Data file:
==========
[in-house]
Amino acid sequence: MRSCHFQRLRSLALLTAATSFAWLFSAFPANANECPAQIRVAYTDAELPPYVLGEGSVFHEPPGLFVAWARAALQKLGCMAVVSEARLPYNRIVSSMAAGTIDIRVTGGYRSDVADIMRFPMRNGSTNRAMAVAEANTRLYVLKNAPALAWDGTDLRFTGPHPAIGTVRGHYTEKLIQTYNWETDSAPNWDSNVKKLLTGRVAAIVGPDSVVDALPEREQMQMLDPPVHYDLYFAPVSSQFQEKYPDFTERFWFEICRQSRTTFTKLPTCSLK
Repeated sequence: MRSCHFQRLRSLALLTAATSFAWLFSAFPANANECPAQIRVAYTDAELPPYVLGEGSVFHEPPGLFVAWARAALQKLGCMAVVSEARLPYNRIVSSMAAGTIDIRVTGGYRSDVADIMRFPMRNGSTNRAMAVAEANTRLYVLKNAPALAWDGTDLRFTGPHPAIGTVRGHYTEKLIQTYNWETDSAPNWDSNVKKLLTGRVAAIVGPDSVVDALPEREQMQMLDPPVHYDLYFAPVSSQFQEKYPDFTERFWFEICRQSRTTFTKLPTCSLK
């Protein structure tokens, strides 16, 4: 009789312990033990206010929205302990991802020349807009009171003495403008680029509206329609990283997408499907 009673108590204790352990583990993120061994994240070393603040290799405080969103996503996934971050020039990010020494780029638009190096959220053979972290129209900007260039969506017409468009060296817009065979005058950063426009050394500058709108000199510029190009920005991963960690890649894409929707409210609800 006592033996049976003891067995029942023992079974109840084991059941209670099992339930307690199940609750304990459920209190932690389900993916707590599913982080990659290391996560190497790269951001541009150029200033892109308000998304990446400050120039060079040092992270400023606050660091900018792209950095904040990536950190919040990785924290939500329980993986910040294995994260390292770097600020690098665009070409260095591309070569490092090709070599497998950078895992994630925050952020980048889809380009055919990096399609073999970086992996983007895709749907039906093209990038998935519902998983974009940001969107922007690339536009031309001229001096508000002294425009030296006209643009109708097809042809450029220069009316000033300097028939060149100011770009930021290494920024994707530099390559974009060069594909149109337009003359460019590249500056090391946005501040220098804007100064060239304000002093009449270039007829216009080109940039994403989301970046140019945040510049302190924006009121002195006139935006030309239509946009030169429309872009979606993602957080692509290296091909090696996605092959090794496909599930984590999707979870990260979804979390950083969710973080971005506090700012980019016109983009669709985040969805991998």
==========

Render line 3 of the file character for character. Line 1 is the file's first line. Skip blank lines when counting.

Repeated sequence: MRSCHFQRLRSLALLTAATSFAWLFSAFPANANECPAQIRVAYTDAELPPYVLGEGSVFHEPPGLFVAWARAALQKLGCMAVVSEARLPYNRIVSSMAAGTIDIRVTGGYRSDVADIMRFPMRNGSTNRAMAVAEANTRLYVLKNAPALAWDGTDLRFTGPHPAIGTVRGHYTEKLIQTYNWETDSAPNWDSNVKKLLTGRVAAIVGPDSVVDALPEREQMQMLDPPVHYDLYFAPVSSQFQEKYPDFTERFWFEICRQSRTTFTKLPTCSLK